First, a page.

Pear-fection

Published September 13th, 2018

Juicy, tender pears are ripe and ready for all your favorite fall recipes. At about 100 calories, a pear is a delicious source of fiber (fills you up and keeps you full longer) and vitamin C (repairs body tissue).

Pears are one of the few fruits that do not ripen on the tree. Press gently near the stem end; when a pear gives slightly, it is ready to eat. Most pears, except Bartletts, show little change in color as they ripen. Refrigerate ripe pears up to five days. Let us help you find the best pear varieties for fresh eating and autumn baking.

Bosc (pronounced BAHsk) pears have warm light-brown skin with russeting (netting). They have an elegant shape with a long neck. Their firm flesh and honey- sweet flavor make them perfect for baking and poaching.

Bartlett pears have a traditional shape and classic flavor. They make up about 75 percent of pear production. Bartletts can have green or red skins which turn golden yellow or bright red as they ripen. Known as the canning pears, Bartletts are ideal for chutneys, preserves, and eating fresh.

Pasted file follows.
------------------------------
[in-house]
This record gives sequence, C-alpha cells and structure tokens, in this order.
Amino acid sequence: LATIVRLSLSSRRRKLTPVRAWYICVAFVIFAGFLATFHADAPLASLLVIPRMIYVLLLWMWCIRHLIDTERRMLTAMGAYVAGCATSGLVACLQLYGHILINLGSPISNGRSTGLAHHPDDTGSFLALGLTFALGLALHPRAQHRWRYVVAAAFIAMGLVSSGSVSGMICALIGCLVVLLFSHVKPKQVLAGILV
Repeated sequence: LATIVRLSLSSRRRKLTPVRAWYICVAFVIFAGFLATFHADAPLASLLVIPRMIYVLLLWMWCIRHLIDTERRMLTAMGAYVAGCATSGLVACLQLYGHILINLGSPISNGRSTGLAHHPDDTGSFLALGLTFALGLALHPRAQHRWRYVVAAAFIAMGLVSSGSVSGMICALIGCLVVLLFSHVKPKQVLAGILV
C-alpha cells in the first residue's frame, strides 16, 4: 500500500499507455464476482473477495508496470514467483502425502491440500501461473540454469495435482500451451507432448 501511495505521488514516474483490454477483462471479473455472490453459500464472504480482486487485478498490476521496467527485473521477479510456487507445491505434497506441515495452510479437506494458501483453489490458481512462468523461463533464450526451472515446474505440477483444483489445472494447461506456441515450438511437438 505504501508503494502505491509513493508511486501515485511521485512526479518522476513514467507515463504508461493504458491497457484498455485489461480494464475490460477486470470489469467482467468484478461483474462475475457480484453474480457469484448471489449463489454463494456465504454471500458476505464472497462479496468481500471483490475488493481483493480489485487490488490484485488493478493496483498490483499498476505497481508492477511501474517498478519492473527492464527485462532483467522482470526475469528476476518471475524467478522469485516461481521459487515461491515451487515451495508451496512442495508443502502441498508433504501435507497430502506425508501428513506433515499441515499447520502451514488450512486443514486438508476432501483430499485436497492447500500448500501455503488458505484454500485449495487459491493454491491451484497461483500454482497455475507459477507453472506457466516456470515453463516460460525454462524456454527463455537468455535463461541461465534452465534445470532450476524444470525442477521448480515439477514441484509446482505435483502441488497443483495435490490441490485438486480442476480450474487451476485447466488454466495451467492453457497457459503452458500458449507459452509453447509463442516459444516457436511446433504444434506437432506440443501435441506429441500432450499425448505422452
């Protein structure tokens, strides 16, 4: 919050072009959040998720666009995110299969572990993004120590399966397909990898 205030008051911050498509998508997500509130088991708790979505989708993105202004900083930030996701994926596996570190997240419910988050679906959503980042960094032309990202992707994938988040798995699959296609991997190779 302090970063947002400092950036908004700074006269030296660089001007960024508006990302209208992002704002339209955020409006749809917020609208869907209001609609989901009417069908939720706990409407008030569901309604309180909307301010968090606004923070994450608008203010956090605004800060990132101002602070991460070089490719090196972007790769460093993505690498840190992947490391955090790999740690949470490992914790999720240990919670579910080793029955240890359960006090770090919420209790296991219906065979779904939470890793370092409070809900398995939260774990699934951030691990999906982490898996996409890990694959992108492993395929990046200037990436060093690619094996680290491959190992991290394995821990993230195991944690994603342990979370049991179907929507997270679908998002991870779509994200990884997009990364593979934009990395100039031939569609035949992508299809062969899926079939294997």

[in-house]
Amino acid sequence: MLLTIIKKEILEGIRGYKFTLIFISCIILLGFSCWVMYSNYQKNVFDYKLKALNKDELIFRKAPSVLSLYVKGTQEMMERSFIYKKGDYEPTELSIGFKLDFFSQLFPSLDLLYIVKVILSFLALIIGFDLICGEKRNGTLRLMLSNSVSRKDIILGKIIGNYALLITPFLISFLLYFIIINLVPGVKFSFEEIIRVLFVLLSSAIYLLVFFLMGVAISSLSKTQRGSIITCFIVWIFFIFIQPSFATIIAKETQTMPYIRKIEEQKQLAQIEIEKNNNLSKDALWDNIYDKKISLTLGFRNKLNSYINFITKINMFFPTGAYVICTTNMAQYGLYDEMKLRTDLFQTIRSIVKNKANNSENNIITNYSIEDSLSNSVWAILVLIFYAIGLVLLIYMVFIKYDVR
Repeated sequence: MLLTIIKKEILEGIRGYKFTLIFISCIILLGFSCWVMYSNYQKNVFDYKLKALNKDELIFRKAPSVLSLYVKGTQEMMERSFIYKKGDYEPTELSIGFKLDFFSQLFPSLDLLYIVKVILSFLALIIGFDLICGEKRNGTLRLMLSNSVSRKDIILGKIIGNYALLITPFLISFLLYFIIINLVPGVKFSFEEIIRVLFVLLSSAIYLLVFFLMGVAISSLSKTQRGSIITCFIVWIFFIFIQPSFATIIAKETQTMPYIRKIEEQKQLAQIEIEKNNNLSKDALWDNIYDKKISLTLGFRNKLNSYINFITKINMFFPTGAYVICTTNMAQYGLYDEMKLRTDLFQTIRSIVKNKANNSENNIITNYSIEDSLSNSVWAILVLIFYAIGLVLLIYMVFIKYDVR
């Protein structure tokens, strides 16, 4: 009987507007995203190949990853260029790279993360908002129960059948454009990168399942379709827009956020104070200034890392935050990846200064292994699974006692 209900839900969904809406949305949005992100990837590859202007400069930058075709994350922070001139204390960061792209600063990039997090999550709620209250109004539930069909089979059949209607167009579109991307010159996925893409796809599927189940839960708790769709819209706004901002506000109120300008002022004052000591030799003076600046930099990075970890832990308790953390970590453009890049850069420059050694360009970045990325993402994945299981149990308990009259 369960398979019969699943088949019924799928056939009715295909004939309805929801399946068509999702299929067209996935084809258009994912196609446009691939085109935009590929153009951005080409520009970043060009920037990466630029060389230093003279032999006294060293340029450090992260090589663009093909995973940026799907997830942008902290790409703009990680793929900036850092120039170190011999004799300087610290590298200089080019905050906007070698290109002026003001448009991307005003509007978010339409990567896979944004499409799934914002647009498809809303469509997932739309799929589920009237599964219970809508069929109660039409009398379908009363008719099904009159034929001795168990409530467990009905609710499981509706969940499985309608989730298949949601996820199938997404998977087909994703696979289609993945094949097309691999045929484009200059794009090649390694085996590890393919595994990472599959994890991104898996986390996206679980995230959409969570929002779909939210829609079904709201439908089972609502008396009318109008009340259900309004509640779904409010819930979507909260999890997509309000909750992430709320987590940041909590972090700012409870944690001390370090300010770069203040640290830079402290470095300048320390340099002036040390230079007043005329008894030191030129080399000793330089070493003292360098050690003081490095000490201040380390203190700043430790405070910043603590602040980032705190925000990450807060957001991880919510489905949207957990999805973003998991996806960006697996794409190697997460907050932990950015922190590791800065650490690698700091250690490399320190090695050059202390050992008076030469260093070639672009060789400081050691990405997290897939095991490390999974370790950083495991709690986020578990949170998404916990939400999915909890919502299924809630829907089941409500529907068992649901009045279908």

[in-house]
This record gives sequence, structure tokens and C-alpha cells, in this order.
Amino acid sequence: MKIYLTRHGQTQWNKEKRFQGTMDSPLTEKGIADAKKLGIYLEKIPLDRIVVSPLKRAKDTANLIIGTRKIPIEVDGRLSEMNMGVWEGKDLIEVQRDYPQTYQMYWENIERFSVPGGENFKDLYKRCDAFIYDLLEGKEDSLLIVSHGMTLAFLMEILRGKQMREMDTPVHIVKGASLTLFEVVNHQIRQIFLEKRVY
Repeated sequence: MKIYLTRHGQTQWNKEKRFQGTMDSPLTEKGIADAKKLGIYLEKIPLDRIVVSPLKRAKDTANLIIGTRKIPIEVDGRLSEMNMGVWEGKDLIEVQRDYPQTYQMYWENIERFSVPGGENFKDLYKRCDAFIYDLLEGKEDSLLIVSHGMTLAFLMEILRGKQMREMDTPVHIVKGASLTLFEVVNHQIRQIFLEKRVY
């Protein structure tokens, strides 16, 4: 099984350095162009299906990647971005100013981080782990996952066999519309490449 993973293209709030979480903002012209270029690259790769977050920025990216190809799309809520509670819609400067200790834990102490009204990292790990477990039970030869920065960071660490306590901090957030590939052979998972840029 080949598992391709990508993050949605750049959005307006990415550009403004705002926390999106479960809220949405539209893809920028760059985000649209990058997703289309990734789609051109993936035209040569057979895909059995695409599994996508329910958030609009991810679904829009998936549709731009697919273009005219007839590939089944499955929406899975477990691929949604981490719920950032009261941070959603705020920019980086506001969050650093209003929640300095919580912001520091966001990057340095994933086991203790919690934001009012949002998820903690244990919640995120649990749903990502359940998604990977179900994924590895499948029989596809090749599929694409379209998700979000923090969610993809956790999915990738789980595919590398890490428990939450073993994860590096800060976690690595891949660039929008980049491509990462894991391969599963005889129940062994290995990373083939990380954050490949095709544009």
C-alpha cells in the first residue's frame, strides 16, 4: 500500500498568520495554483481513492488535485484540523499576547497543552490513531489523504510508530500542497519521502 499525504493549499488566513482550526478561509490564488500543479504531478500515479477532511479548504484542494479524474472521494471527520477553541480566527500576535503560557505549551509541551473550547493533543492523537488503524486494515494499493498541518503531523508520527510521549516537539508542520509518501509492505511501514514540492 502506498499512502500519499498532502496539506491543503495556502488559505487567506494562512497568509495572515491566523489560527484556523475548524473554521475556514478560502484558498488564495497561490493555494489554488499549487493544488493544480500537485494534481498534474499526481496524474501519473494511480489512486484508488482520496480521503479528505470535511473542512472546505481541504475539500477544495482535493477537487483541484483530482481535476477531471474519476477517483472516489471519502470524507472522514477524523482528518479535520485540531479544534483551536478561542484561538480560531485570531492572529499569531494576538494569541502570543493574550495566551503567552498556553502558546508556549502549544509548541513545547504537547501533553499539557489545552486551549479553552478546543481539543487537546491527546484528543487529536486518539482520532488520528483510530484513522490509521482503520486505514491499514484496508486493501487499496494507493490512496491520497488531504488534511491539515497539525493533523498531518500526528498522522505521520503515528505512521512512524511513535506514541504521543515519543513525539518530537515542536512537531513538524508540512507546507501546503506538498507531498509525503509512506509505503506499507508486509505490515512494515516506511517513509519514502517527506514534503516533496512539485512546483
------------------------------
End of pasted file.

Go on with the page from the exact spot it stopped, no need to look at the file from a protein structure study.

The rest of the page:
Anjou (pronounced ON-ju) pears have a signature egg shape and are either green or red, with a hint of lemon-lime flavor. They are all-purpose pears; their dense flesh works well for baking, grilling, or poaching.

Asian pears are each shaped similar to an apple. They vary in color from brownish green to golden yellow. Known for their long-lasting crunchy texture and semisweet white flesh, they are best fresh in salads and slaws.

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